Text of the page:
It’s no secret that hospital systems use some forms of technology that are outdated, most notably, the fax machine. While a move toward increased interoperability and expanded use of electronic methods of communications are important, there are also other tech innovations waiting in the wings to be implemented, like increased use of virtual care and decision making being buoyed by artificial intelligence.
What holds back many of these ideas isn’t that they don’t have a use, but often that they don’t have the amount of support and a champion within an organization to move the technology forward. Omkar Kulkarni, the Chief Innovation Officer of Children’s Hospital Los Angeles will be speaking about this idea at the upcoming Health 2.0 conference in California.
One of the key issues he will focus on is the end goal of implementing some of these new technologies. It’s not enough to innovate or add technology for its own sake, there must be a common goal so an organization is rallying more around a desired result than a method to get there.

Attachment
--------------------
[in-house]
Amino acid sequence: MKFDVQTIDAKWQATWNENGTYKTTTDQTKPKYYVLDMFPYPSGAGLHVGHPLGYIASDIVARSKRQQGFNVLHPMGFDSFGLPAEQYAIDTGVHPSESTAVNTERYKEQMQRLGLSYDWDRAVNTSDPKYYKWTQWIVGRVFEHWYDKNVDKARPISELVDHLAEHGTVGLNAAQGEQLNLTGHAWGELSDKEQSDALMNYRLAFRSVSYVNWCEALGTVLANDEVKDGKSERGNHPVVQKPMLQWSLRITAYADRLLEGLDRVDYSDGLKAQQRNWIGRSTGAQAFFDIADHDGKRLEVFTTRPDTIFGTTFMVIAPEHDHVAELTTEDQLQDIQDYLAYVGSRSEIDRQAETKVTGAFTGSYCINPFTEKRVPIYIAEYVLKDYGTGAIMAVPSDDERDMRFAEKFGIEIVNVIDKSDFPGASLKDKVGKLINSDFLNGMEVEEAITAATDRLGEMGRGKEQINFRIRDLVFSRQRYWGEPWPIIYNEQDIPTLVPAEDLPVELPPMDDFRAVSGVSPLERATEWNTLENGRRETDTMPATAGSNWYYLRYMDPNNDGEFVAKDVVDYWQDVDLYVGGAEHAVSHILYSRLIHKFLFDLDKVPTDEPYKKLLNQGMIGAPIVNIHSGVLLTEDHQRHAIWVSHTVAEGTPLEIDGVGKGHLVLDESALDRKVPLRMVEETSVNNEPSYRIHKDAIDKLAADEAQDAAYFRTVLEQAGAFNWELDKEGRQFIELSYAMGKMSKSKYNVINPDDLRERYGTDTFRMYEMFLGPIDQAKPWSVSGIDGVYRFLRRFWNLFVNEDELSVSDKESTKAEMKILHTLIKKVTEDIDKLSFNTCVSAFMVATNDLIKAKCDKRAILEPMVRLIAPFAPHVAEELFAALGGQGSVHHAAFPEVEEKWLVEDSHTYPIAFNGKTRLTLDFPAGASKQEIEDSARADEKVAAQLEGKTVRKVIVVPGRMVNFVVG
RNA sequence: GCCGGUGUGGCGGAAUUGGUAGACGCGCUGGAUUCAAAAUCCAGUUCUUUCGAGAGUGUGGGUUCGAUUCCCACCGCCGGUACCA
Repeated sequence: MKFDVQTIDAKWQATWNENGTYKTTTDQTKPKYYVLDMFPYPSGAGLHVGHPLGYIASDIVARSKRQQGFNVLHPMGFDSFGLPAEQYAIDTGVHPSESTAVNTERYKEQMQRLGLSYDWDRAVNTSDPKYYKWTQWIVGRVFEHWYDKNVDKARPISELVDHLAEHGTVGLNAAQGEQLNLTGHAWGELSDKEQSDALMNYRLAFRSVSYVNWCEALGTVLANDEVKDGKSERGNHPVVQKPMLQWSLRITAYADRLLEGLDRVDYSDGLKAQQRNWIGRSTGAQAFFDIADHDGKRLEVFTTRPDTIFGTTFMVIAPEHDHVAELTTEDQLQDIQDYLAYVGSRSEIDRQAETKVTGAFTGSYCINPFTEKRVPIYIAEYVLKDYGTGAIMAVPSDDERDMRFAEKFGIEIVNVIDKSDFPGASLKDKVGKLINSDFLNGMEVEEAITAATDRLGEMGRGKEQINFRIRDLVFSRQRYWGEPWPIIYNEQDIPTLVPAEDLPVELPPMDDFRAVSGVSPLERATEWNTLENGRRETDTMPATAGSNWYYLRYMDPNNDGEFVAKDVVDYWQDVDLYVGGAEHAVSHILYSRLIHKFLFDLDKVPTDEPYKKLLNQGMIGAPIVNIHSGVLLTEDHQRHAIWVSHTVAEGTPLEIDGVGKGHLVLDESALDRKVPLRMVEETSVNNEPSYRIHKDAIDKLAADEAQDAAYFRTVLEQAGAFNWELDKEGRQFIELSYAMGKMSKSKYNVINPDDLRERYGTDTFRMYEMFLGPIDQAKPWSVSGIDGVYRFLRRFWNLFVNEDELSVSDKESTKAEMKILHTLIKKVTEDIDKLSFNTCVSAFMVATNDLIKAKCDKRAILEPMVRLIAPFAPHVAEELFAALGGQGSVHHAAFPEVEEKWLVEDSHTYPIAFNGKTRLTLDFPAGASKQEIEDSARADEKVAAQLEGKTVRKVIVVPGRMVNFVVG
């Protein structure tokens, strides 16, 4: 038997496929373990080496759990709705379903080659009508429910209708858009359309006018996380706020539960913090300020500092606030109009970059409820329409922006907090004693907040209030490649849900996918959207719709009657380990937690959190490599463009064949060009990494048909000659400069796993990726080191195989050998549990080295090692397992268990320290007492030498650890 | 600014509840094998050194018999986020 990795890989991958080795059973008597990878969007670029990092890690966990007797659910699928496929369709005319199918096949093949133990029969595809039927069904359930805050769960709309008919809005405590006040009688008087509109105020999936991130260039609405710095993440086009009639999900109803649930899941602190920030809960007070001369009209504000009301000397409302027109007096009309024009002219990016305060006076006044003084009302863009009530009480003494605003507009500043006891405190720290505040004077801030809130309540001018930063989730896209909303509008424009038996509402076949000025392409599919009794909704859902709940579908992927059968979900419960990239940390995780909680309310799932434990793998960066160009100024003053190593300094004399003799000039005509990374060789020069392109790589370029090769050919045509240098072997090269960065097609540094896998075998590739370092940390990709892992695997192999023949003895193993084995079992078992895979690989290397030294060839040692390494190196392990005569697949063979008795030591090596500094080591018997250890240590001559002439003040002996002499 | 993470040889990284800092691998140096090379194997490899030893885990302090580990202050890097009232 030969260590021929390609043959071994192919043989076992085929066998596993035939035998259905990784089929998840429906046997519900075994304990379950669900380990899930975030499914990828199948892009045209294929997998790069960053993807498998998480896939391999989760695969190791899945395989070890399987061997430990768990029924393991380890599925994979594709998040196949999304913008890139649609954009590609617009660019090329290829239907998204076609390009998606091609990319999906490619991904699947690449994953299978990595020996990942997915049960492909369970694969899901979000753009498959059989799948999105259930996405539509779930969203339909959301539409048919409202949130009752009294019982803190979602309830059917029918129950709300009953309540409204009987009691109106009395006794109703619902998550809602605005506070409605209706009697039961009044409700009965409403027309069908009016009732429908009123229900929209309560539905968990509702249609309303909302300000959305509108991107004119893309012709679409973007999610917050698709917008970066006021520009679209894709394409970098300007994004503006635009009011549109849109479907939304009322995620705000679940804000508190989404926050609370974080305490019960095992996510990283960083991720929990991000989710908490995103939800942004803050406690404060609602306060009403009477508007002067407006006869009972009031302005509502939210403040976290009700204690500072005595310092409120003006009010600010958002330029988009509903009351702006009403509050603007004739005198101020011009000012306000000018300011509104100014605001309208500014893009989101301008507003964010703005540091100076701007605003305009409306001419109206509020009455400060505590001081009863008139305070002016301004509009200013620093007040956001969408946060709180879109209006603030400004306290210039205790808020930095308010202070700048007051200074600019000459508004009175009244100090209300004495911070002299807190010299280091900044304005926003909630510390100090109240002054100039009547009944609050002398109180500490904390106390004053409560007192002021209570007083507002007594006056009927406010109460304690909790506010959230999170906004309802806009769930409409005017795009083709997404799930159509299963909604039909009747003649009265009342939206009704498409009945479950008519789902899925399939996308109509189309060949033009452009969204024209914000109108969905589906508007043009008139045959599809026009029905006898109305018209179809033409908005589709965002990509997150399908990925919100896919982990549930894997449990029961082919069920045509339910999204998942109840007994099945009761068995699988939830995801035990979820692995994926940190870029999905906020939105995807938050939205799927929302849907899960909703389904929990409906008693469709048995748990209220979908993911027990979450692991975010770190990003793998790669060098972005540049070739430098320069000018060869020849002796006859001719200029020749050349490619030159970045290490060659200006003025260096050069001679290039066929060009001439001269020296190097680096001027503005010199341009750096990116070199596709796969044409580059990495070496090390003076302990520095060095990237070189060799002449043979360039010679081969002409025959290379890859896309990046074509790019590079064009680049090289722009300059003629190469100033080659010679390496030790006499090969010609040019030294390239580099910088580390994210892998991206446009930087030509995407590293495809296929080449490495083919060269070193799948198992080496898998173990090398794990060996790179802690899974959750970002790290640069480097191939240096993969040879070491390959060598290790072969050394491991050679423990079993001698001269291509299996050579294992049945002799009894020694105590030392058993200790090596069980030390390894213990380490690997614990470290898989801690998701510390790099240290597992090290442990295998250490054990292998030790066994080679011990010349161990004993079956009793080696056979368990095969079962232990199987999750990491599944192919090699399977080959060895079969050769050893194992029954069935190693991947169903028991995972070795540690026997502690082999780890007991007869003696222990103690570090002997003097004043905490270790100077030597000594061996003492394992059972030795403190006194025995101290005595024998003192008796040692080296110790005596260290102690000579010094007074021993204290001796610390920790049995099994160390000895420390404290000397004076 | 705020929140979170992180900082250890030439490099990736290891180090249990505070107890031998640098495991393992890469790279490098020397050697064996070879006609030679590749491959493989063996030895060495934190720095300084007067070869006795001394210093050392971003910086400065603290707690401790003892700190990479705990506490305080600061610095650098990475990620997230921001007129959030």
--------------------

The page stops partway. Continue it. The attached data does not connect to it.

The interesting give and take occurs between senior leadership and clinicians. Without support from the top, it’s unlikely that a new technology will make it through the budgeting process, but without support from individual providers, implementation will suffer. Innovation truly becomes a success when there is both buy in from leadership that understands the vision and clinicians who can use new technology easily and practically.
Kulkarni also adds that developers of new technologies need to keep the needs of end users and patients in mind. One of the greatest barriers to large-scale adoption will be getting patient buy-in to new and helpful technologies.
Extract uses a team of professional services engineers to gain feedback and buy-in from our services. This is how we develop new features for ease of use and help to create a more seamless experience. If you’d like more information about how we streamline workflows and use technology to free up clinicians’ time, please reach out today, and we’d be happy to have a conversation.
About the Author: Chris Mack
Chris is a Marketing Manager at Extract with experience in product development, data analysis, and both traditional and digital marketing. Chris received his bachelor’s degree in English from Bucknell University and has an MBA from the University of Notre Dame. A passionate marketer, Chris strives to make complex ideas more accessible to those around him in a compelling way.